Wednesday, January 7, 2015

Michelangelo Mammoliti's culinary symphony

We start the new year with Michelangelo Mammoliti aka the herbalist chef we met in August in the Roero wine district, a Unesco World Heritage site. Back in the summer, when we visited Osteria La Madernassa in Guarene, we got to know how he works, his cooking philosophy, about his French training and his love for local herbs and flowers, but over the Holidays we finally got the chance to savor his cuisine. And ho boy, what an experience! Our senses went on a trip we can hardly find the right words to describe because Michelangelo has the rare gift to give his food many dimensions, making of his menus a culinary composition, rather than a mere meal.

We arrived at Osteria La Madernassa with some expectations because we already knew him, had already tried his herb infused olive oils and had visited his herb garden around the osteria, however, even knowing him and seeing him at work, we couldn't simply imagine how his dishes could be shaped, how his flavors could be balanced or layered and how meaningful both the names and the display of his food could be.
Like any shy guests visiting a  high level restaurant in one of the world culinary lands, we picked a table in the sunlight and prepared to take gorgeous pictures; in fact, we knew Michelengelo, like the famous Renaissance artist, takes watercolor classes and puts a painstaking precision in anything that concerns the restaurant, not just the food. Every detail counts from the table cloth fabric and the silverware design people will use to eat his masterpieces, to of course, his kingdom: the kitchen or la cucina in Italian!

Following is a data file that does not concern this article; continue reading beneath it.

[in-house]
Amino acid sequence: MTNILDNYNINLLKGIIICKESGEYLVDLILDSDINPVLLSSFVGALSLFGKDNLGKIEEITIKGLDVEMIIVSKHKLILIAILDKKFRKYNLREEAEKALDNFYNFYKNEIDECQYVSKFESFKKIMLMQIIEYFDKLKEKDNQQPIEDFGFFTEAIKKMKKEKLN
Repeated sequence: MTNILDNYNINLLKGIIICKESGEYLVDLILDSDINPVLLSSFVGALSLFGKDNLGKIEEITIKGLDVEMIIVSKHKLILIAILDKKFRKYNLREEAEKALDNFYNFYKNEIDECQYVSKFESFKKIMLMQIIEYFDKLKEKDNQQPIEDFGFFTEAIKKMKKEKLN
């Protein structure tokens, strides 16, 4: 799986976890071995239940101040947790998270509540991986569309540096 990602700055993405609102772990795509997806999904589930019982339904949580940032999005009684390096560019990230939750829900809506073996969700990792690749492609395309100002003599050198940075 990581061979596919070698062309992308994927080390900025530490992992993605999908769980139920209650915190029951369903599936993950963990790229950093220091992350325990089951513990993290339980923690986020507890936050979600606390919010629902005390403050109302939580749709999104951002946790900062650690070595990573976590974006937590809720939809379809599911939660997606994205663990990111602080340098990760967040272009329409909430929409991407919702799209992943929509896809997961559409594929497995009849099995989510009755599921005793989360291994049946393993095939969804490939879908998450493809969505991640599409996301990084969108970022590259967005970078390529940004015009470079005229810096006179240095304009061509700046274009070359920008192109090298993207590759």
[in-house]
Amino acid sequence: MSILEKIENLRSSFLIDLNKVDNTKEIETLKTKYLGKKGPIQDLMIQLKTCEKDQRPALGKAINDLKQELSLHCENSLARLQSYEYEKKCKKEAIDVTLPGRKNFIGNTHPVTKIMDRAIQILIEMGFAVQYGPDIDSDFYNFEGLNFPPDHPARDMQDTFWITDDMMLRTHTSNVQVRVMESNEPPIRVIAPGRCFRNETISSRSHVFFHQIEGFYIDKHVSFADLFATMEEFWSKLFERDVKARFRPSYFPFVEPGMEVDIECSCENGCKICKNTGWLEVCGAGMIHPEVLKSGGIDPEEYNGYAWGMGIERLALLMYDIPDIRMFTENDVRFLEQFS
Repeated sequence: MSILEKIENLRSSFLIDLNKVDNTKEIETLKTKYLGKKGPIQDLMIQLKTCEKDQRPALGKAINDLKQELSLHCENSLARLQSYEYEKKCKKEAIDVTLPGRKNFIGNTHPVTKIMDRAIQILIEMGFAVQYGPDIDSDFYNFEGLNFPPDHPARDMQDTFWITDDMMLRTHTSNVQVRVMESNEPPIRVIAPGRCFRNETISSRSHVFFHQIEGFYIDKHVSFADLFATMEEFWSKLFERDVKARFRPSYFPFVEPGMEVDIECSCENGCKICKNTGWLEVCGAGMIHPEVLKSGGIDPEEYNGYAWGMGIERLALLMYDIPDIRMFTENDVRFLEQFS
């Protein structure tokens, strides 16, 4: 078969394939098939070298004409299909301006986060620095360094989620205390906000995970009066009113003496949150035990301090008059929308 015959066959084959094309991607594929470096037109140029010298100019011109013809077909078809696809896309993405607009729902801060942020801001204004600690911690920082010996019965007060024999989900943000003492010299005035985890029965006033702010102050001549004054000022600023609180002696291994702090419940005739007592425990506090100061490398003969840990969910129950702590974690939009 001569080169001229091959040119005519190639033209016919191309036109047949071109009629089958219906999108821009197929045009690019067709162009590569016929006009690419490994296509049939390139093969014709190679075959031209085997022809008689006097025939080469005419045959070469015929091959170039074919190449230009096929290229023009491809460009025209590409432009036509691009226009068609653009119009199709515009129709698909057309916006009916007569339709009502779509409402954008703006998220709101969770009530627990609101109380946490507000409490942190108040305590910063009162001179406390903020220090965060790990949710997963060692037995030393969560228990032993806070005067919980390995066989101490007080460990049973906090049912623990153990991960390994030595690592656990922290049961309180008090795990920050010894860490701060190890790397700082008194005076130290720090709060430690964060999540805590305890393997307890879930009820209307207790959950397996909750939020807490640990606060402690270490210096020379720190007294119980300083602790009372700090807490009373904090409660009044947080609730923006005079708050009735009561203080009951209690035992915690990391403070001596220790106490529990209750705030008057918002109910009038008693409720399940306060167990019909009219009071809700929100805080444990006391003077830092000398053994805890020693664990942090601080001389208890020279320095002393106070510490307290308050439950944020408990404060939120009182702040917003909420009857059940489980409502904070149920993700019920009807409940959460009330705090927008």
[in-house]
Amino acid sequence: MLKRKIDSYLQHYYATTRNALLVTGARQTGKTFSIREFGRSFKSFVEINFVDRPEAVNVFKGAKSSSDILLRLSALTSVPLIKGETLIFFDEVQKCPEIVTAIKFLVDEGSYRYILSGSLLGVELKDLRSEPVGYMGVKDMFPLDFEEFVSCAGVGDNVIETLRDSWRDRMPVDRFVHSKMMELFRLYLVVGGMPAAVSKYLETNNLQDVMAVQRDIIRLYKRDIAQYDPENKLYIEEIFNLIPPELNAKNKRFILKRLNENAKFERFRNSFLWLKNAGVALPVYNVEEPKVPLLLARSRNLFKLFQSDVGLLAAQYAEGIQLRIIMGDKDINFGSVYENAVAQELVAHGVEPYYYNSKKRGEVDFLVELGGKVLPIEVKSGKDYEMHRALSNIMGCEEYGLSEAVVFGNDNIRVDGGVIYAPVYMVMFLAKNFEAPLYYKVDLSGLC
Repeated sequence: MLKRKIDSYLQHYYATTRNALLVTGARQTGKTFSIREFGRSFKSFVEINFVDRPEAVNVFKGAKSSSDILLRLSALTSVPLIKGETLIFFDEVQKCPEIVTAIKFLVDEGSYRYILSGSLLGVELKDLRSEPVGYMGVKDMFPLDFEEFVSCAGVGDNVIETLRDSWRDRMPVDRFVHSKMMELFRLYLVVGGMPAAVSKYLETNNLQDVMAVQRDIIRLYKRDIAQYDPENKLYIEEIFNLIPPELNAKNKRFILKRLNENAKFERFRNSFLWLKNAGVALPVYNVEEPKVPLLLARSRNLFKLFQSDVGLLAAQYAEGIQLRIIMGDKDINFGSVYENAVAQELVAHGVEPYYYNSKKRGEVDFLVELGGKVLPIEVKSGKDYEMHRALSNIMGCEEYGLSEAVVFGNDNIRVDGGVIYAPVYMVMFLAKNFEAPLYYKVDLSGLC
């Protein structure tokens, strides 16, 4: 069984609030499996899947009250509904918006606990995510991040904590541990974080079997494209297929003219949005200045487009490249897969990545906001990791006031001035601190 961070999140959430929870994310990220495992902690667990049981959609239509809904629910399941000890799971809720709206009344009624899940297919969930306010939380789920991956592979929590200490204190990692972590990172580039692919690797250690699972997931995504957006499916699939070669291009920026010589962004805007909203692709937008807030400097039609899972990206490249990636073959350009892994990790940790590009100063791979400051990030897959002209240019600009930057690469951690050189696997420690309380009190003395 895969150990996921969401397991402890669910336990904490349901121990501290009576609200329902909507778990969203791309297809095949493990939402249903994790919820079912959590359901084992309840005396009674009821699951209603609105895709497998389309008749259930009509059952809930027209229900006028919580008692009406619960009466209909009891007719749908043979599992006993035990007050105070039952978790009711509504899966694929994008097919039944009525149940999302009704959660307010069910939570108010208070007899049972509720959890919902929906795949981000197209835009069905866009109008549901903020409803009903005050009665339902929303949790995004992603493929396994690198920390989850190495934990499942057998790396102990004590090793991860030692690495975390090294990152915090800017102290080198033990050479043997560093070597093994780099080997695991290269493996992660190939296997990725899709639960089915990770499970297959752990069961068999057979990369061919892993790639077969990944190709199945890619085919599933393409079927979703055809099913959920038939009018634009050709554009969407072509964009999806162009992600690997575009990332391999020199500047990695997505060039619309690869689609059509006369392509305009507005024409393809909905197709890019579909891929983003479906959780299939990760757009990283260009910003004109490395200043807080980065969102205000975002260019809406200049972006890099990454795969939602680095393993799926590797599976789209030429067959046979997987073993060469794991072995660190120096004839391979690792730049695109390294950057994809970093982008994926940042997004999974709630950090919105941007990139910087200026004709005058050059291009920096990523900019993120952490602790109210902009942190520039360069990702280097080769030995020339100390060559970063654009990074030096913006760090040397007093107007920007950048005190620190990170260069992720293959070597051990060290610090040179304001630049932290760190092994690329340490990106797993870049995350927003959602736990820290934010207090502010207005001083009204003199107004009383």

Michelangelo had always mentioned we would try his cuisine, but he had never really specified anything; as a young and very down to earth chef, he doesn't really like the pompous formality of today's culinary scene as it's often portrayed by the media. In fact, he's very straight forward and practical, just like the herbs and flowers he cooks with, but at the same time, he has a refined sense of layering and sequencing textures, perfumes and naturally, flavors that give him an aura of seasoned chef who draws from the different cultural realities he has lived in.